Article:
The response rate in the C1750 group was similar to other 5-FU-Oxaliplatin-Bevacizmab regimens and may have been higher if confirmatory scans were completed at 4 weeks instead of 8. The response rate was lower at the reduced dose of capecitabine, however the study was not powered to compare the response rate between dose levels. The median PFS and OS of seen in our study are similar to other reported regimens. Our data are similar to the phase III trial published recently [17], with lower response rates than in the initial phase II studies, suggesting difficulty translating studies in more selected small groups of patients to the more general phase 3 population, even when performance status was relatively good. It is also noted that the eligible patients did not have resectable disease and were at the worse end of the spectrum for metastatic/recurrent disease.

The cluster of adverse events, particularly perforation and toxic death reminiscent of DPD deficiency may have been due to chance occurrence or may have been due to the toxicity of a dose intense regimen. A phase one design with a smaller population may not have detected these events, whereas a larger, randomised study may have balanced events between arms (if the adverse events are due to chance). These factors are limitations of a single-arm phase 2 design study.

The primary endpoint of the study was safety and feasibility as measured by the proportion of patients who received at least 75% of the planned dose for the first two cycles. Whilst this was achieved for 80% of participants, the toxicity over the course of treatment was too great. Despite preclinical modelling and two other studies of similar dose-intense regimens showing possible enhanced efficacy with acceptable toxicity, we could not demonstrate this with our regimen. We conclude that dose intense CapOx-Bev should not be used outside of clinical studies.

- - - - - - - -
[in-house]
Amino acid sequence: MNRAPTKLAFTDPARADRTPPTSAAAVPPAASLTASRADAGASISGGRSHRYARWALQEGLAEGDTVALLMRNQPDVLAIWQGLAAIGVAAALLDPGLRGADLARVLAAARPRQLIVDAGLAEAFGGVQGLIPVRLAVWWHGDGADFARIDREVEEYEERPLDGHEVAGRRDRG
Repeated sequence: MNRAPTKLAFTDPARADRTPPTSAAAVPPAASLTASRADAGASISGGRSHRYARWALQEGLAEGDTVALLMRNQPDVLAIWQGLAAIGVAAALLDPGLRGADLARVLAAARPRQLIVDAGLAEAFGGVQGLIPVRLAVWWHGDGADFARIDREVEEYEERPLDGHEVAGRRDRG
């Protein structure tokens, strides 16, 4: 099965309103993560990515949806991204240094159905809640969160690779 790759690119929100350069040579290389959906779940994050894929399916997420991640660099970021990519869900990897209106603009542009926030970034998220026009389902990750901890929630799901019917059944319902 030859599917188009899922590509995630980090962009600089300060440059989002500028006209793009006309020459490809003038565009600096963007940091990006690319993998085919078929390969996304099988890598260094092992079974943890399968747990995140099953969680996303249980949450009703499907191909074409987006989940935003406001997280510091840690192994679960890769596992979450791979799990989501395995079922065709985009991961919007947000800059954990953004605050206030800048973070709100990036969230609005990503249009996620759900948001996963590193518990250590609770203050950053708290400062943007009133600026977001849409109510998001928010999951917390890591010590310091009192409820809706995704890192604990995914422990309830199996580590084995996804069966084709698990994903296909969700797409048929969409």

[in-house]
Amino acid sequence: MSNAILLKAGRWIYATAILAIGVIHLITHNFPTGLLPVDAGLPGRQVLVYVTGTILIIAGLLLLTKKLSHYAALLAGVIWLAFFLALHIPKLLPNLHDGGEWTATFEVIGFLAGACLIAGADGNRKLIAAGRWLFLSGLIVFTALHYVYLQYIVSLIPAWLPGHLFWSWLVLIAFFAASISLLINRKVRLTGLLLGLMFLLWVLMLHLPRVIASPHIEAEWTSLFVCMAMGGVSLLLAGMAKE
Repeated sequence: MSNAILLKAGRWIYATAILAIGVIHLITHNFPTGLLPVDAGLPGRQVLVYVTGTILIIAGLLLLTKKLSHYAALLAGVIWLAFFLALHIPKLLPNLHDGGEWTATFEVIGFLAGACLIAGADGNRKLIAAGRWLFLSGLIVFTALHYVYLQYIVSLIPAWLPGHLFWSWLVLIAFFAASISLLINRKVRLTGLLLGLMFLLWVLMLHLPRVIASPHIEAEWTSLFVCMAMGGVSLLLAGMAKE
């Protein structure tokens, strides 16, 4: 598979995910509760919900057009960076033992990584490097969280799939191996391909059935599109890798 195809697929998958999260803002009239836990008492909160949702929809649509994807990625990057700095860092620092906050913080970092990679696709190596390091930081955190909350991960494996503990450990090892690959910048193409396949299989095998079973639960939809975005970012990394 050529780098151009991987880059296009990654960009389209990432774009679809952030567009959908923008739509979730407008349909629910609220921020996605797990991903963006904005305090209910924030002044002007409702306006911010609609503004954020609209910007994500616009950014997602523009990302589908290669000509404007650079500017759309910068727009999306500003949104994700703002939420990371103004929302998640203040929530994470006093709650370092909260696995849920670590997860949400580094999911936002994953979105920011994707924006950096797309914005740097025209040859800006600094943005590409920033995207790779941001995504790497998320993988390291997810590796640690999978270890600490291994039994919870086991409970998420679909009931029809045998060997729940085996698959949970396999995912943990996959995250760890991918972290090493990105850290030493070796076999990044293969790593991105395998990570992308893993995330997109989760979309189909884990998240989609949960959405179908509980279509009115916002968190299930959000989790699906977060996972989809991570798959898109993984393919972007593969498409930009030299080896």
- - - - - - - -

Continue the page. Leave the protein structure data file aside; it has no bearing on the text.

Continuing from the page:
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This study was supported by a grant from Roche New Zealand.

Manufacturer name:

Capecitabine, Bevacizumab: Roche

Oxaliplatin: Sanofi Aventis

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Correspondence to Michael P Findlay.

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Competing interests

Roche New Zealand provided a grant to support core funding to Cancer Trials New Zealand separate to the funding of this study. MF is a Director of CTNZ. CJ received travel assistance to attend an educational meeting from Roche New Zealand. All remaining authors have declared no conflicts of interest.

Authors’ contributions

Conception and design: MF KS. Provision of study materials or patients: MF KS PT AO BR DP JA RI VH. Collection and assembly of data: KS VH. Data analysis and interpretation: MF KS VH SD CJ. Manuscript writing: CJ SD MF. Final approval of manuscript: all authors.

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Jackson, C.G., Sharples, K., Thompson, P.I. et al. Dose-intense capecitabine, oxaliplatin and bevacizumab as first line treatment for metastatic, unresectable colorectal cancer: a multi-centre phase II study. BMC Cancer 14, 737 (2014).

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  • (6 in alphabetical order) bevacizumab
  • Capecitabine
  • Dose-intense
  • Colorectal cancer